TEHRAN (FNA)- Senior Iranian parliamentary officials vowed that the country would not allow its ballistic missile program to become an agenda of the nuclear talks between Tehran and the Group 5+1 (the US, Russia, China, Britain and France plus Germany).
“The US should know that the issue of Iran’s missiles will never be put on the agenda of the negotiations with the G5+1,” Chairman of the parliament’s National Security and Foreign Policy Commission Alaeddin Boroujerdi said on Saturday.
“The missile issue is one of Iran’s inalienable rights and is in no way related to the US or any other country,” reiterated the influential lawmaker.
Boroujerdi referred to the 8-year Iraqi-imposed war on Iran (1980-1988) when the US and other western states rendered massive arms and military aids to Saddam Hussein’s regime, and said, “This (missile) capability will be further developed as a strategic and defensive policy to prevent imposition of another war on the Iranian nation.”
US officials have stated several times that they intend to include Iran’s ballistic missile technology in the nuclear talks, while Tehran has repeatedly stressed that it would not allow inclusion of any other topic in the negotiations but those related to its nuclear program.
Iranian Foreign Minister Mohammad Javad Zarif had also stressed earlier that Iran’s defensive missiles is no topic for the ongoing negotiations between Tehran and the sextet of powers.
“It will be wrong to assume that the only application of Iran’s defensive missiles that have not and will not be the subject of any negotiations is carrying unconventional weapons,” Zarif said in a joint press conference with his Austrian counterpart Sebastian Kurz in Tehran earlier this year and in response to a question by an Austrian reporter who asked if Iran did not have a nuclear weapons program then why it produced ballistic missiles which have Europe within their range.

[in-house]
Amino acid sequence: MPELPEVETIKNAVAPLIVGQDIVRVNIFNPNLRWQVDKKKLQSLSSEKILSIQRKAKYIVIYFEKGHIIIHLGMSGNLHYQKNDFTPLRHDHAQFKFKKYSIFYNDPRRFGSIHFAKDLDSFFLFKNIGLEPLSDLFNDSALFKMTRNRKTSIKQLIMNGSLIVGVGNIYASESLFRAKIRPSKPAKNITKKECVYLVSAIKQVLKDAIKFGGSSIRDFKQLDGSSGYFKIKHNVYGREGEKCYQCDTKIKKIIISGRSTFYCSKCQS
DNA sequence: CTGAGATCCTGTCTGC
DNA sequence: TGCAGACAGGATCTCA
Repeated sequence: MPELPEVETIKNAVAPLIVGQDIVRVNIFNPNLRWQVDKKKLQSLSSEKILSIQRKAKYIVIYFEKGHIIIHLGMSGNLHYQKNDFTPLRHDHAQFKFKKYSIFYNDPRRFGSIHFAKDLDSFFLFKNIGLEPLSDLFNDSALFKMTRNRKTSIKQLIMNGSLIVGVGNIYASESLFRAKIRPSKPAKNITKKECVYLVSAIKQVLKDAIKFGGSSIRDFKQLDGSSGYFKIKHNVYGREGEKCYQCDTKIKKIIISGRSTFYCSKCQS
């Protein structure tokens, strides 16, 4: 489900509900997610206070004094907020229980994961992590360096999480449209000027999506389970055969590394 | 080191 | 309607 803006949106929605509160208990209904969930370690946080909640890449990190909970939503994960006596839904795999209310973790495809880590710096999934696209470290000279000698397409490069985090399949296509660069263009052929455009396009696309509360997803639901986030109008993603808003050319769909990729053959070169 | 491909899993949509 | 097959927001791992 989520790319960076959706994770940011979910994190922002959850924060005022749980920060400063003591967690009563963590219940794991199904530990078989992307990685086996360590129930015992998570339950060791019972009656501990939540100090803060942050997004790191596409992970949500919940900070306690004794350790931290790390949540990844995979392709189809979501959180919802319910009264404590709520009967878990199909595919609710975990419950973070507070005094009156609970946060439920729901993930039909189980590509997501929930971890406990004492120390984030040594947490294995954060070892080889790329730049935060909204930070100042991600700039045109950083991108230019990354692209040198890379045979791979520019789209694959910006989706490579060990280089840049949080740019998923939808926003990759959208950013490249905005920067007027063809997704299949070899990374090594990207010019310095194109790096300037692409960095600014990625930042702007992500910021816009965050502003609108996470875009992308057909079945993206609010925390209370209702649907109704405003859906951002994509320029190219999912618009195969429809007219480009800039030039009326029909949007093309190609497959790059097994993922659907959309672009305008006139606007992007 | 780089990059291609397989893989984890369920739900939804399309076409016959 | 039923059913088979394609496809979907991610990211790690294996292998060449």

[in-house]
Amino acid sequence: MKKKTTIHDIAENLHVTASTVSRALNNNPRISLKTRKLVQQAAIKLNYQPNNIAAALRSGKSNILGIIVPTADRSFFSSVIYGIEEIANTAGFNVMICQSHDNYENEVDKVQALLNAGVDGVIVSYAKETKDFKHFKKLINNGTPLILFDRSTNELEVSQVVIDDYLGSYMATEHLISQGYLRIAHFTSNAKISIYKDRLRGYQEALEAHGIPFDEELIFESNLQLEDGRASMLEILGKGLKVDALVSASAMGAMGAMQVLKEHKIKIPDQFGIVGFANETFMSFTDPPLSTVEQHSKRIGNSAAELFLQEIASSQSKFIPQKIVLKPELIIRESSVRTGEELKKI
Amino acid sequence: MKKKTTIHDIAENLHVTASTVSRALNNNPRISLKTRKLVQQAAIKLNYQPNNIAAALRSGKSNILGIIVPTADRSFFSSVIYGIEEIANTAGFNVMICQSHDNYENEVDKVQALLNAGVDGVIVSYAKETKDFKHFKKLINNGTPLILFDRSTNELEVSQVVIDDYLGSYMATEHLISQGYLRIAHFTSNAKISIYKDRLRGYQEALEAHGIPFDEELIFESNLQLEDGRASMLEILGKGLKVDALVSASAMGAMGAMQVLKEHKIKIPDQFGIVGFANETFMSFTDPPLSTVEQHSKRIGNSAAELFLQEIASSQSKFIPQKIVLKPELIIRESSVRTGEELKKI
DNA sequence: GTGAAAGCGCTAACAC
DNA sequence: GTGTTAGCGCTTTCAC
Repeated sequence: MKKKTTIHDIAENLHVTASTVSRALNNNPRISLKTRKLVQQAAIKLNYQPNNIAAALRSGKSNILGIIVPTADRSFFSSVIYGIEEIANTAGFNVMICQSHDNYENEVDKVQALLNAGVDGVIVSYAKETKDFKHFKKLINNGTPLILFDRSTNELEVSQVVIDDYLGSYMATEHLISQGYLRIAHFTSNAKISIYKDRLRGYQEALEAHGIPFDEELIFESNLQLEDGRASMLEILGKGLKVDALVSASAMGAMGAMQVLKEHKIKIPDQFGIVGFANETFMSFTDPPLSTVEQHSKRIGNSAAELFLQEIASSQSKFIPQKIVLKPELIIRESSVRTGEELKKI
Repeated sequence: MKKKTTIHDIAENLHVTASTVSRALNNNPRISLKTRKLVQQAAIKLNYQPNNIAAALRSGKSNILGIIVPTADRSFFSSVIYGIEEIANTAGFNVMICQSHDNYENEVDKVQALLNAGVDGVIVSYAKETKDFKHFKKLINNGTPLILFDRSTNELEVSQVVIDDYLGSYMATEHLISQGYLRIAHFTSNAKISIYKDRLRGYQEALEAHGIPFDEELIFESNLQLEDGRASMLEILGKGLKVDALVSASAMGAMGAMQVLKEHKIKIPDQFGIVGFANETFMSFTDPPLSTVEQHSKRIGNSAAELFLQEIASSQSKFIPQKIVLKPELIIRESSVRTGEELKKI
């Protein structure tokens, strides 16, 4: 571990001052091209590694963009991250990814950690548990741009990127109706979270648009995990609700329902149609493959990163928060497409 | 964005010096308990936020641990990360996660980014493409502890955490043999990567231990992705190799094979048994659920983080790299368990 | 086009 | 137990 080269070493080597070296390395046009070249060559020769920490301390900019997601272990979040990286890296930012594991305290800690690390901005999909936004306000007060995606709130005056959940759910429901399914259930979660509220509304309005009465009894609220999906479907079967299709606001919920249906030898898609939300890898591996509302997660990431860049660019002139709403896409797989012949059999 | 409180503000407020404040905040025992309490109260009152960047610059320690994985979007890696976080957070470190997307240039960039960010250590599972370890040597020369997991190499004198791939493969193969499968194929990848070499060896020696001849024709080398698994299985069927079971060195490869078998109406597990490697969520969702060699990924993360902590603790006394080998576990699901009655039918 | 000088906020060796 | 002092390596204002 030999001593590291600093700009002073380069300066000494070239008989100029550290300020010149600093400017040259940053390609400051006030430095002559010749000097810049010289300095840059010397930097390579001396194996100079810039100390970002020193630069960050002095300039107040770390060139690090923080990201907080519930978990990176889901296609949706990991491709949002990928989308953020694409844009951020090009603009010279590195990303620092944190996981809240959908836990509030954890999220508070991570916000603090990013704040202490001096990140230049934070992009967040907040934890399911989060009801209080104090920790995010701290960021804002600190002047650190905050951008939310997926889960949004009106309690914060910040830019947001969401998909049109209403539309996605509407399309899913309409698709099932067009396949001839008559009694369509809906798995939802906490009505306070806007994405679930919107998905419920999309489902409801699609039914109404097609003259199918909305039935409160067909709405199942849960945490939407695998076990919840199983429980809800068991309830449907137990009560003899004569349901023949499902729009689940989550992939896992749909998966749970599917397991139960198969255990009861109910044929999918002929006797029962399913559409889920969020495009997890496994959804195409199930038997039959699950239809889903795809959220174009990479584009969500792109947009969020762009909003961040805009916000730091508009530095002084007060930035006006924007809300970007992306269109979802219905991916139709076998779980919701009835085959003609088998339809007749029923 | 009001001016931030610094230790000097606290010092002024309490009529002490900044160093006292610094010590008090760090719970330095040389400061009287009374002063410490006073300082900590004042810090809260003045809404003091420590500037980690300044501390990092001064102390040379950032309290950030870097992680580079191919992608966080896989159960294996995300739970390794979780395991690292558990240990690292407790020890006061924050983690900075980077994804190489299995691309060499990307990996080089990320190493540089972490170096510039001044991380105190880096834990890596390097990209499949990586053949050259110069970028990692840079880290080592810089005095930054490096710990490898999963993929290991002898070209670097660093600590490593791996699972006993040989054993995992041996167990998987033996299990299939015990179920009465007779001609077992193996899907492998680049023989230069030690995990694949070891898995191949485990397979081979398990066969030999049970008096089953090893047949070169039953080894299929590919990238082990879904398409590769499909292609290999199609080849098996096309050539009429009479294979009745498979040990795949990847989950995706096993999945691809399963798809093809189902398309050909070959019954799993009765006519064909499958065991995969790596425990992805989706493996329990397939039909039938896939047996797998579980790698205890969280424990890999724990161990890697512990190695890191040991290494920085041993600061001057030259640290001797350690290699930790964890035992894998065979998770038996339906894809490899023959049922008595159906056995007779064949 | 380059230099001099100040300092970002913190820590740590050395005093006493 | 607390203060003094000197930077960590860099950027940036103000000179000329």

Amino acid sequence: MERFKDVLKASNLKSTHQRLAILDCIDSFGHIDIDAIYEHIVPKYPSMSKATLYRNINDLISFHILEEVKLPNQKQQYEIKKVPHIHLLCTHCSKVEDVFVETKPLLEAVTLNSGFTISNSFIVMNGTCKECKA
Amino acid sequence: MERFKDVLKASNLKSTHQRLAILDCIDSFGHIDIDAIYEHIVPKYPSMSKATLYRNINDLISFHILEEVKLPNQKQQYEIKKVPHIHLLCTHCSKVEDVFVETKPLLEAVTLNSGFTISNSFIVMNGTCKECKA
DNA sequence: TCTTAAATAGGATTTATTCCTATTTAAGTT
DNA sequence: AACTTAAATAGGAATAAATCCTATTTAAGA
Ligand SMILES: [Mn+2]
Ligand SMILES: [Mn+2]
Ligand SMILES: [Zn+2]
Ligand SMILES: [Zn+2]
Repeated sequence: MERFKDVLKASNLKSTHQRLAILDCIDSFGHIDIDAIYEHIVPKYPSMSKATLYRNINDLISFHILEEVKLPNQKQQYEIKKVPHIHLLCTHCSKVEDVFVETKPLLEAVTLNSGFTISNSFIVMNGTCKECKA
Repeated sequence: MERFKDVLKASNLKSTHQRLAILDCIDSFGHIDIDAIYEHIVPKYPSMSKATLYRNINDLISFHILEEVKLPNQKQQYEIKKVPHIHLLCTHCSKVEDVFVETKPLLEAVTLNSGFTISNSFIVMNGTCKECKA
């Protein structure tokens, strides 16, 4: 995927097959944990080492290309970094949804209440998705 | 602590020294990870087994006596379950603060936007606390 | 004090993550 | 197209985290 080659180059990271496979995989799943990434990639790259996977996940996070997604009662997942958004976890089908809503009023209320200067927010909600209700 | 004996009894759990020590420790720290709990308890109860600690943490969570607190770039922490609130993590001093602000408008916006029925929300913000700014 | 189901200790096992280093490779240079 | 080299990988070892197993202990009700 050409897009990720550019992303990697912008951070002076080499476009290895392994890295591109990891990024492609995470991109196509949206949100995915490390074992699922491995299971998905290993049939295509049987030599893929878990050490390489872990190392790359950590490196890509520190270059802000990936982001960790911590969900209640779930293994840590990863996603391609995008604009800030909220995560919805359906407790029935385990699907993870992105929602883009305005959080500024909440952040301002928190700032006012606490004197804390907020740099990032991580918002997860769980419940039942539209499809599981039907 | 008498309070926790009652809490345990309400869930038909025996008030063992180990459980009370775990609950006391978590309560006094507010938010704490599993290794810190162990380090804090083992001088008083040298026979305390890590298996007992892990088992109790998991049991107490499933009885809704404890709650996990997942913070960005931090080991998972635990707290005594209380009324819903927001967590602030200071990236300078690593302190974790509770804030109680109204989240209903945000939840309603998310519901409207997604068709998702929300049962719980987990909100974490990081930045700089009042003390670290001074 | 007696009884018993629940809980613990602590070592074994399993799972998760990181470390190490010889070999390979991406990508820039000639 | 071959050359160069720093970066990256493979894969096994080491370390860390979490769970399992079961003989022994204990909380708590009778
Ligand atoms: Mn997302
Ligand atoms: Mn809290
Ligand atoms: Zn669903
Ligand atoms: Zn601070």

The Iranian foreign minister underlined that such wrong assumptions were based on certain media hypes.
Zarif reiterated that the Iran-world powers talks would never deal with subjects other than the nuclear issue.
“Iran’s nuclear program will always remain peaceful and in this case no one can claim that Iran’s missiles will carry nuclear weapons, because Iran does not produce nuclear weapons to be carried by missiles or any other delivery system,” the Iranian foreign minister said.
In February, Zarif dismissed media reports that Tehran and the Group 5+1 would discuss Iran’s missile program in their talks in Vienna, and said the country’s nuclear program has no military dimensions.
“Iran’s nuclear program is not related to the military issues and our military program is not related to the current negotiations,” Zarif told reporters after meeting EU foreign policy chief Catherine Ashton – who presided the G5+1 delegations in talks with Iran – in Vienna for a working dinner on February 17.
Tehran launched an arms development program during the 1980-88 Iraqi imposed war on Iran to compensate for a US weapons embargo. Since 1992, Iran has produced its own tanks, armored personnel carriers, missiles and fighter planes.
Yet, Iranian officials have always stressed that the country’s military and arms programs serve defensive purposes and should not be perceived as a threat to any other country.
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